Many outsiders might look to the Montreal Canadiens atop the Atlantic Division as a sign general manager Marc Bergevin panicked too soon when he fired Michel Therrien as head coach of his team. Well, those that do might be mistaking the Habs for a 31-19-8 team. They’re not.
The Writing on the Wall
Sure, that’s what the standings say. But the Habs are more accurately an 18-18-7 team that got off to a 13-1-1 start this season. So, this isn’t a matter of Therrien getting the axe over a 1-5-1 February, during which the Habs have gotten shut out three times. Now, it certainly didn’t help his case, but the writing had been on the wall for a while. The paint just started drying recently.
When you’re essentially playing like a bottom-feeding team (the second-to-last Carolina Hurricanes are technically two games over .500 right now), but still have a realistic shot at the division title, you’ve been afforded a rare opportunity to take a look in the mirror, assess the situation and make changes where necessary to salvage the season.
It’s hard to believe Therrien himself would have liked what he saw in such an instance. However, he just wasn’t the man in the best position to right the ship. That much is evident – not because of his flawed system or his questionable roster and lineup decisions. No, it’s evident if only because he had been given ample opportunity to make the necessary adjustments and he couldn’t do it.
This phenomenon dates back a while, at least to last year, when the Habs again wasted a historic 9-0 start to the season only to miss the playoffs. However, the extenuating circumstances that served as an excuse for that quagmire no longer applied this time around.
Superstar goalie Carey Price is healthy. In fact, with Brendan Gallagher returning last Sunday against the Boston Bruins, the Habs were playing with a completely healthy lineup. Still, they couldn’t muster so much as a goal in a 4-0 loss to Julien’s former team, which coincidentally was heading into its own bye week at the time. They certainly didn’t look past the Canadiens last Sunday.
Short-Term and Long-Term Gains
Interestingly, since the Bruins made their change behind the bench – going with interim head coach Bruce Cassidy – they are riding a three-game winning streak. Even if that’s all this move amounts too, a short-term bump in the standings just like the other teams in the Habs’ situation have enjoyed, you could probably make the argument it would have been worth it because the Canadiens are a playoff-caliber team. That much is certain.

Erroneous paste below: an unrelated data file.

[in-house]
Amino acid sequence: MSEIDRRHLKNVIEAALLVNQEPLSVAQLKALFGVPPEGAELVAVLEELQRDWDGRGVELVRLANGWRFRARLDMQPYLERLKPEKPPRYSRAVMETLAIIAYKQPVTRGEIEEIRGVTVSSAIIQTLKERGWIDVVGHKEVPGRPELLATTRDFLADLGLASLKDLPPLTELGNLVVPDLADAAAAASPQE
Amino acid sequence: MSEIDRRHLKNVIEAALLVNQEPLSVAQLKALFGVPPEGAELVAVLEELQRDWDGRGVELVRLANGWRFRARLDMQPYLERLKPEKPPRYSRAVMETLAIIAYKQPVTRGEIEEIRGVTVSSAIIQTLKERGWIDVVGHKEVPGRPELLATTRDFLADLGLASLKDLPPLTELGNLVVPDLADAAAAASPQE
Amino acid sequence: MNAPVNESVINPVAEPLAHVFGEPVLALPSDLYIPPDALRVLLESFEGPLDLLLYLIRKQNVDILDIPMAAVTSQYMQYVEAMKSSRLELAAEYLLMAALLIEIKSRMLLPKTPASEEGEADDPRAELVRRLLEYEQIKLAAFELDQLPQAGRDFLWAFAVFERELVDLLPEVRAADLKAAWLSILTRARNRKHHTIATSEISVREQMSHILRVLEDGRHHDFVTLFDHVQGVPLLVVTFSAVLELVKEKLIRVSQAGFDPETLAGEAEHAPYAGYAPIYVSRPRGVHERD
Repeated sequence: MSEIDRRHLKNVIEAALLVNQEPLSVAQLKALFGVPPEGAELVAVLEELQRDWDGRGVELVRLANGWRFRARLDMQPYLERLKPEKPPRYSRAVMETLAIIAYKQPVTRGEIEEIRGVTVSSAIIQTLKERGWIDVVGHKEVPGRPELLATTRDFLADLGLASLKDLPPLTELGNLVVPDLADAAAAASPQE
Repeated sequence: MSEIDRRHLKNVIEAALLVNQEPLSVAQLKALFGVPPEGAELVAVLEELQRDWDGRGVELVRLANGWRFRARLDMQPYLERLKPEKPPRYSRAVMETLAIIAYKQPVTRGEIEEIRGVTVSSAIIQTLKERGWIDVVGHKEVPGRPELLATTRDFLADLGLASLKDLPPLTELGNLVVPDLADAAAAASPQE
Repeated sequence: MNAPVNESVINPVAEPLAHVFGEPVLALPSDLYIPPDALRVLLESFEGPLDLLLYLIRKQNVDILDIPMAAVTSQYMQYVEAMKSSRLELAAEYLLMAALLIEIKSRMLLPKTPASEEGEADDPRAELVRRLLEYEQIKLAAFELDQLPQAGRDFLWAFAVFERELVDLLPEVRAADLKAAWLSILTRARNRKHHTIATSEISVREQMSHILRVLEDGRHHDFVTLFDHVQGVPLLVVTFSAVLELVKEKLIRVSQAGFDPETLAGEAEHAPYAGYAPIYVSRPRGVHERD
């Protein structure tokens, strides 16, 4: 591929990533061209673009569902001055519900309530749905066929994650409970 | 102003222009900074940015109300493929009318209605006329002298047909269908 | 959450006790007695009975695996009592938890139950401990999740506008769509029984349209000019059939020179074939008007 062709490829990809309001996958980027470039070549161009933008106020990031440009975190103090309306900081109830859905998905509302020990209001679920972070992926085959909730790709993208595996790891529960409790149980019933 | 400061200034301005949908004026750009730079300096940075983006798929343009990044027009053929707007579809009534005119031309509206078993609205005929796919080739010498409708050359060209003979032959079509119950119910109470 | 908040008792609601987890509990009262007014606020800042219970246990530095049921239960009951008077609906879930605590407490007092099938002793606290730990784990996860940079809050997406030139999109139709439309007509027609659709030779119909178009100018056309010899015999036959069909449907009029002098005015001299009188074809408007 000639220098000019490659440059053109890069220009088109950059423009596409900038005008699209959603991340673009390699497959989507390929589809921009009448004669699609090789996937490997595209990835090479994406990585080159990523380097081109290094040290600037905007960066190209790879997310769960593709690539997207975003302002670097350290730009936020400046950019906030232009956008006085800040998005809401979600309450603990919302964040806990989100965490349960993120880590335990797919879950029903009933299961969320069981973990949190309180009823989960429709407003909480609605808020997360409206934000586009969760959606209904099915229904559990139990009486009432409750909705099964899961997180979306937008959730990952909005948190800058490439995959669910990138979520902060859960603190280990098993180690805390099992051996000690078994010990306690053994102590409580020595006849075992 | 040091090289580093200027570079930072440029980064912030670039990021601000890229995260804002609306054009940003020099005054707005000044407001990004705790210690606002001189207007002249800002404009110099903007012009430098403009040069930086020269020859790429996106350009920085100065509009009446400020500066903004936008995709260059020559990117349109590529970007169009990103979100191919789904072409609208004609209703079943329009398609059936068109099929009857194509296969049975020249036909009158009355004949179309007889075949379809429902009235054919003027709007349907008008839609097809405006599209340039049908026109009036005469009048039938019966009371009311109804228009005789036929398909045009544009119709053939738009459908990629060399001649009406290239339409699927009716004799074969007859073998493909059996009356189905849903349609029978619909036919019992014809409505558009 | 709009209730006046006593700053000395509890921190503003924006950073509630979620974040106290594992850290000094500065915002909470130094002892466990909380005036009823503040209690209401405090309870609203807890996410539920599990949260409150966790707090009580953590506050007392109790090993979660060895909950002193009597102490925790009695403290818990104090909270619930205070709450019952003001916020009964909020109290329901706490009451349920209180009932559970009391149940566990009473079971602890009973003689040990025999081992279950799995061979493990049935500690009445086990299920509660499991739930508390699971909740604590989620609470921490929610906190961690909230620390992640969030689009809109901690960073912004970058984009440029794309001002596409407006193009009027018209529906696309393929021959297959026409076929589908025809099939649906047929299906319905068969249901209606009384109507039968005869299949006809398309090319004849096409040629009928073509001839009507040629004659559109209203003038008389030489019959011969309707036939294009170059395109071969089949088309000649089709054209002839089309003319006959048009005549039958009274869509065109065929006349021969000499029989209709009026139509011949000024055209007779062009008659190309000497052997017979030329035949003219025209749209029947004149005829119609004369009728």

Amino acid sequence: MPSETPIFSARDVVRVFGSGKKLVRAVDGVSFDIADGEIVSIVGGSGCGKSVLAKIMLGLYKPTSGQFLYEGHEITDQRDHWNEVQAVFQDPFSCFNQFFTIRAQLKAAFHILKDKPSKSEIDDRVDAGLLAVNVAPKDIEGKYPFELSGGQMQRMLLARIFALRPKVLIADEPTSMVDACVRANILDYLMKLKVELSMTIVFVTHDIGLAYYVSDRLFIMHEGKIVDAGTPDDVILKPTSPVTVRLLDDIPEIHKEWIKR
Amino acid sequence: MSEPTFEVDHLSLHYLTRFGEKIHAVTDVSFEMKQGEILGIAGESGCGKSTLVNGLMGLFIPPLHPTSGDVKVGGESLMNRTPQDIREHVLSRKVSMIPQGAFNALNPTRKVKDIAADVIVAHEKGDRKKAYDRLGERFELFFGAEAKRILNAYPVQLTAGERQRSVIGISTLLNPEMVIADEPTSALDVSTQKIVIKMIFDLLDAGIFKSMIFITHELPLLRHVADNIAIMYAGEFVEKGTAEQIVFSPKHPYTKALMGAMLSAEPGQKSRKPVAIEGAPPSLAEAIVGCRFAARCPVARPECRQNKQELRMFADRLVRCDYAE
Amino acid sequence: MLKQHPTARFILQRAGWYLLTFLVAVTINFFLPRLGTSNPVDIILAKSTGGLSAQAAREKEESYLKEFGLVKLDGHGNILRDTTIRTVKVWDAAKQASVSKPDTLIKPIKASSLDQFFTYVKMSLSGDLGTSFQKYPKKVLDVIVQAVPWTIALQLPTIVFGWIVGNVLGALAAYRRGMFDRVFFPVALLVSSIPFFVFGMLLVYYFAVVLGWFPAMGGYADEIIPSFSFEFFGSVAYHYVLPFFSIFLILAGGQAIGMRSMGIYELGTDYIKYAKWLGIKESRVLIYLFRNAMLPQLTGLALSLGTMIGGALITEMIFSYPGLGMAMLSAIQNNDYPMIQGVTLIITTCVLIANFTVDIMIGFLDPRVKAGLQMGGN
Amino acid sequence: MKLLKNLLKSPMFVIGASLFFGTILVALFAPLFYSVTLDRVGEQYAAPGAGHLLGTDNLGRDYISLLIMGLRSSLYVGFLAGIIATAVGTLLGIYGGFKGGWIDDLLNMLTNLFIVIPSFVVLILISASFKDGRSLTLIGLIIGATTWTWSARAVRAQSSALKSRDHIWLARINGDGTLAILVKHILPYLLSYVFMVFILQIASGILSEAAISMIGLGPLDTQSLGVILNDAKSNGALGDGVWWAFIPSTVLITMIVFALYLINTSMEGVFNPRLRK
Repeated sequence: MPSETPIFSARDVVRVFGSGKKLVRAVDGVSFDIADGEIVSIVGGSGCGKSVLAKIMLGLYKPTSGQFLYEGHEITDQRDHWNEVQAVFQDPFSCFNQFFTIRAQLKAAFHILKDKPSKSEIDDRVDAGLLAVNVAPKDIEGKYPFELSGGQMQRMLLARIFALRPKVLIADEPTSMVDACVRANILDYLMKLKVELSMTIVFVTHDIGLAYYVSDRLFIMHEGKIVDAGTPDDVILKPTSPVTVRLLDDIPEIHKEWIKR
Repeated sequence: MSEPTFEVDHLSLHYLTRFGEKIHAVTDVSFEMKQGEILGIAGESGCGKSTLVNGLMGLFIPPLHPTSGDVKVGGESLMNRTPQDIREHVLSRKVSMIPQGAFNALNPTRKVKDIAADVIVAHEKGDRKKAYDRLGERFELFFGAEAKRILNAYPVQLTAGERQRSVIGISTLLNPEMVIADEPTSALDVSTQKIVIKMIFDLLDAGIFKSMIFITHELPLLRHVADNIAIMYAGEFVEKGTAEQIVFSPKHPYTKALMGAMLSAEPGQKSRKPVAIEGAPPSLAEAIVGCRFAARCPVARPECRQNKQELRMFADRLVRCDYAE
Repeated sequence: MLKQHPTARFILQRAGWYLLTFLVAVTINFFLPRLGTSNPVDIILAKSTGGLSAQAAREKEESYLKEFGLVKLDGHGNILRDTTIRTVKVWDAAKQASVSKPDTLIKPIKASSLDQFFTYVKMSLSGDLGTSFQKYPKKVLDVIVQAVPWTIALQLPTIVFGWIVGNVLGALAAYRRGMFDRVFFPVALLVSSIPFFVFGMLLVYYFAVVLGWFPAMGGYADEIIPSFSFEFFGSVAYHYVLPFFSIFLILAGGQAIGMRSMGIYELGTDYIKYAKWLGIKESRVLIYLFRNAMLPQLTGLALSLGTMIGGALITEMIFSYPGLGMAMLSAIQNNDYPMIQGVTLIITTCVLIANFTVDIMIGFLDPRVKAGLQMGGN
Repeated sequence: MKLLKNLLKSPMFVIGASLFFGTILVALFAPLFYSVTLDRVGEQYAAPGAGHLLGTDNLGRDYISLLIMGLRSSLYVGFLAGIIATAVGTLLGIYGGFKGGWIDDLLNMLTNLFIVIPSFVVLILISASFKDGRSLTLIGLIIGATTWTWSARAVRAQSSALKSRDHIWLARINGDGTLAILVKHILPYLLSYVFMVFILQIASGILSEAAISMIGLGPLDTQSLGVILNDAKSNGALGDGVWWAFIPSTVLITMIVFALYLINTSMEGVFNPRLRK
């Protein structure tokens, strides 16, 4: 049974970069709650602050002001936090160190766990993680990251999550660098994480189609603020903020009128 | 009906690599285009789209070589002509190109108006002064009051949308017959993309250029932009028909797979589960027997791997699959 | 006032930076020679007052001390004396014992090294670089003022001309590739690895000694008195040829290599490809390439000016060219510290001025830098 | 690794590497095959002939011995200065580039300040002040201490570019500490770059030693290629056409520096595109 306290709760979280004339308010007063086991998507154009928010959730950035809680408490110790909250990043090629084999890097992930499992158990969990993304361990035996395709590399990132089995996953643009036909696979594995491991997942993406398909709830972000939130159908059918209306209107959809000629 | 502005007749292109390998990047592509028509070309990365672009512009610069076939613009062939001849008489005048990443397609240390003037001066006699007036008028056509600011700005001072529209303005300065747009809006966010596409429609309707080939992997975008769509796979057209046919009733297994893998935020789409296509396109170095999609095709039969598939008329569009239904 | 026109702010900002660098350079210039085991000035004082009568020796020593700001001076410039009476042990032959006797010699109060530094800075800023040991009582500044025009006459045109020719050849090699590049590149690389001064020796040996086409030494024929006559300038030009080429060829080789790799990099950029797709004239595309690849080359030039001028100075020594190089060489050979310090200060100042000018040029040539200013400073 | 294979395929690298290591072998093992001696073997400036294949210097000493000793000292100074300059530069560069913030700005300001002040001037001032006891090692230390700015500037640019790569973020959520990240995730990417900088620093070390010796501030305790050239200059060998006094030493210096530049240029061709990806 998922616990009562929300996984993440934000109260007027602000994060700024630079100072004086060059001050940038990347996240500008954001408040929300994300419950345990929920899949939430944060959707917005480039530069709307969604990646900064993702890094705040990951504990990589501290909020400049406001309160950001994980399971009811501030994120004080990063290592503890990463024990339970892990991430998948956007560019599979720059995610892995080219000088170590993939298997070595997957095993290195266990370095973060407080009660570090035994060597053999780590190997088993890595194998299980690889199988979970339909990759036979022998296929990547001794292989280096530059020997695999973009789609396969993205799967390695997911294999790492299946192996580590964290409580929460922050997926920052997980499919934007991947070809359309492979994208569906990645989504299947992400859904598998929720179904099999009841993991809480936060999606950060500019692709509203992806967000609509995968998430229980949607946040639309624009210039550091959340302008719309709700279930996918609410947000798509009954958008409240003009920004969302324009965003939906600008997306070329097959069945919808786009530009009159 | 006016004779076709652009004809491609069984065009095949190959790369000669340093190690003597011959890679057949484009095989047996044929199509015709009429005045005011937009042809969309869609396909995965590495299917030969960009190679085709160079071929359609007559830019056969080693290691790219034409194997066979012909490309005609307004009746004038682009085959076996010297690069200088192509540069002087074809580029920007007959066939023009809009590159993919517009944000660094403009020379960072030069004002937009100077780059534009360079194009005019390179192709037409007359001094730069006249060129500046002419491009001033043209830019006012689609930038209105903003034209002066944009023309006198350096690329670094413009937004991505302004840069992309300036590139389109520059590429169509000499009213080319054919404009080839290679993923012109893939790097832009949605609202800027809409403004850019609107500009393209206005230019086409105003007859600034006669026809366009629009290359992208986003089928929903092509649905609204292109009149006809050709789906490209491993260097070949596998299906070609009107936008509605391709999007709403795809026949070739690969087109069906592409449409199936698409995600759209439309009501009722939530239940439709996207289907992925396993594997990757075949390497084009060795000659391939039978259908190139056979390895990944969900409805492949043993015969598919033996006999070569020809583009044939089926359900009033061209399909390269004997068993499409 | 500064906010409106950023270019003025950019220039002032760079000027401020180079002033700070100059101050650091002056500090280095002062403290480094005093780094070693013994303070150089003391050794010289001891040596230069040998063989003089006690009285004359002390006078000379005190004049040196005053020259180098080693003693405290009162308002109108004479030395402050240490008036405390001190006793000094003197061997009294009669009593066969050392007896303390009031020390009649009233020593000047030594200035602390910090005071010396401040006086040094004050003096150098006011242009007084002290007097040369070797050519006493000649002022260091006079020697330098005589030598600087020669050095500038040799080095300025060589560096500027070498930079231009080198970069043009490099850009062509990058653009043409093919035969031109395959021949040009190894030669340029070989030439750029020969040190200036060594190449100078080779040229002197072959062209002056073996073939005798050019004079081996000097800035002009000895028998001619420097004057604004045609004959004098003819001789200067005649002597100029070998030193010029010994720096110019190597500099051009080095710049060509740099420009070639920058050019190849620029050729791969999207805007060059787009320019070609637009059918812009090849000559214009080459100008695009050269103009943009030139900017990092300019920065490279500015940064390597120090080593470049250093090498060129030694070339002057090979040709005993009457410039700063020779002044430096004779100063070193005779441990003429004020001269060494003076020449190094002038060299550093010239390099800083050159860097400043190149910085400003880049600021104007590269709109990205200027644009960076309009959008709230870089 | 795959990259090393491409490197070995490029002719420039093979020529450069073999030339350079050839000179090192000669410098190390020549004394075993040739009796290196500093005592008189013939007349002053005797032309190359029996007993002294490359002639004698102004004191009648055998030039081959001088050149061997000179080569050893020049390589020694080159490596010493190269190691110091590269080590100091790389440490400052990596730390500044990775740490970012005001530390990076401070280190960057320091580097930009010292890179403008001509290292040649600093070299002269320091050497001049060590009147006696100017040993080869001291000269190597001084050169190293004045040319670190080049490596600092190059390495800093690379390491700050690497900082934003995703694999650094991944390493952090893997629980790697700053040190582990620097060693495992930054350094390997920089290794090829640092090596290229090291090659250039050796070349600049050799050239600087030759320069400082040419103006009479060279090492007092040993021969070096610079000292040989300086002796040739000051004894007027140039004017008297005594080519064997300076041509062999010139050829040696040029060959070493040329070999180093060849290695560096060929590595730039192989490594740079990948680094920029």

They’ve got a Vezina Trophy-winning goalie, a Norris Memorial Trophy-caliber defenseman, a perennial goal-scoring machine up front and a whole host of other weapons. So, if all it takes to snap this most-recent bad stretch and stop the bleeding as a stop-gap measure is a coaching change, so be it. Anything to run out the clock and clinch a berth.
— Sean Farrell (@seanfarrell27) February 15, 2017
After all, Therrien wasn’t working out. It just so happens though, the man with which he’s being replaced isn’t just any coach. He’s a Stanley Cup-winning one who’s probably on the short list of the best in the entire league.
What? He also speaks French? A match (re)made in heaven.
The Better Man Got the Job
While Julien was fired, it’s hard to lay the blame at his feet. He had been the longest-tenured coach in the league and the popular opinion seems to be he did much more than many believed was possible with the players he was given by Bruins GM Don Sweeney. That’s where the two situations seem to diverge in the similarity of the two situations.
Therrien undeniably had the backing of Bergevin. It’s not so clear Julien did of Sweeney or president Cam Neely. Whereas it wasn’t working out with Therrien in charge in Montreal, it wasn’t working out in Boston in spite of Julien’s best efforts.
One has to at least entertain the possibility the Julien firing was an act of desperation on the part of a team that had missed the playoffs in each of the last two seasons and was looking for that aforementioned short-term fix. The pieces just aren’t there for much more beyond that.
You also have to believe the Bruins would have at least thought twice before making the move had they known he’d be scooped up by the rival Canadiens right away, because this isn’t a matter of Bergevin getting some has-been coach to fill in until someone else better comes along. Julien is that someone better.
In essence, if you choose to believe Bergevin got his man when he hired Therrien nearly five years ago, he significantly one-upped himself by getting the man now. He’s not just the best coach available or the best coach for the job in Montreal, he’s one of the best coaches in hockey – period.
So, what’s changed since Julien last coached the Canadiens back in 2005-06? Not only has he earned more experience and evolved into a 500-win NHL coach, but the Habs are no longer a fringe playoff contender. They’re a much better team on paper.
He’ll no doubt get them playing that way on the ice too. This 31-19-8 team can only go up from here, in other words. That’s saying a lot, especially after they just hired a Stanley Cup-winning coach.